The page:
I’m on the outside looking in at a life larger than me. Migraine requires a departure from a society that doesn’t wait for me to be well again. Time moves forward with or without my involvement.
I volunteer at a local cat rescue. I’m part of a group of women of various ages coming together to save cats and bring people and felines together. It’s a facility filled with scented oil dispensers, which I refer to as the enemy out to steal my day.
I know it’s my problem, not theirs. A little compassion would be nice though, especially when the AC was broken for several weeks. Temperatures soared up to 87 degrees inside the building, and I was breathing through an N95 mask while spending hours cleaning the home of my furry little friends.
Eventually, I accepted the risk and removed the mask. I medicated the consequences later in the air-conditioned comfort of my home in the middle of the night.
Often people will tell me I can quit volunteering; I don’t have to go to the outdoor concert filled with cigarette smoke. I don’t have to meet friends for dinner at a time past my window of opportunity for eating. I don’t have to see the movie filled with strobing lights. Sure, I don’t have to be part of society.
I want to participate. I want to enjoy talented musicians. I want to share food and conversation with friends, I want to view a cinematic marvel, and I want to experience the rewards of community involvement. I want to be normal, whatever that is.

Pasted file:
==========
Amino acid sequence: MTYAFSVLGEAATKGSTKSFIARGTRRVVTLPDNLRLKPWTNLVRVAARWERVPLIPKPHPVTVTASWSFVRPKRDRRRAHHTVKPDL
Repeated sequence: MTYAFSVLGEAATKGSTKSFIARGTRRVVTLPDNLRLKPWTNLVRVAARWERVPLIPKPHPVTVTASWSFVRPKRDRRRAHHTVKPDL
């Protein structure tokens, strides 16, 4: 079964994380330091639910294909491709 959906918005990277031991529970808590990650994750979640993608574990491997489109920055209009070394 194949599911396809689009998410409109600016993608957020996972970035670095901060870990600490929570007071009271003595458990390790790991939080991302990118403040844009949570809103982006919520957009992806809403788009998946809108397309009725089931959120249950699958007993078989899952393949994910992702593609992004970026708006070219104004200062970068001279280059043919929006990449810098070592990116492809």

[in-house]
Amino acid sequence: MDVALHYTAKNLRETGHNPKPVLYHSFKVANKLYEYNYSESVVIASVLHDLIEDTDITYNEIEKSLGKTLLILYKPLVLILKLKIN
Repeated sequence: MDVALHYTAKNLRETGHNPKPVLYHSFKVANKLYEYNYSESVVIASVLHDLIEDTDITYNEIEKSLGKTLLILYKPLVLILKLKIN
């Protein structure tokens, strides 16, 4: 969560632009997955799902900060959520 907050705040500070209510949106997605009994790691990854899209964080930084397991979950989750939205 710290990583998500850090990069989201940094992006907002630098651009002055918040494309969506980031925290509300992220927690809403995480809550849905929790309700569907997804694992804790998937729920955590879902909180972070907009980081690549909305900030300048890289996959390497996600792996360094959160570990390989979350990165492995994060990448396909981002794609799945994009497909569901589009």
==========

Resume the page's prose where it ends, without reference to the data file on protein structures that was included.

Over the years, I’ve identified my triggers and can recognize early symptoms of my episodes. Without hesitation, I administer medication as soon as possible, and I can continue to function on the edge of a life that is larger than me.
On the occasions isolation removes me from life, it’s easy to relinquish to self-pity and feel others have abandoned me. I’m only human. It’s OK to visit a state of despair, I just try not to take up permanent residence there.
It’s not that people don’t care about the plight of those who have migraine episodes. Everyone has their own priorities. In this way, we are all normal. The trick is finding the people who value you as much as you value them. It’s not easy, but it’s doable.
I’m fortunate in that I’ve found friends and family who accept what it means to care about a migraine warrior. They know when to lower their voice, dim the lights, and be patient. They understand I’m doing all I can, and they quietly wait for my return to our social circle.
It’s taken years for me to learn to accept the realities of living with migraine, and I’m sure I’m not finished learning yet. With each new social circle I encounter, there will be trial and error. Migraine management is a daily balancing of risk and reward.
Migraine is part of my social life whether I like it or not. I don’t hide it and I don’t apologize for it. I’m not for everyone, and that’s fine. Knowing a few true friendships and lots of cats are on the other side of migraine pain is all I need.
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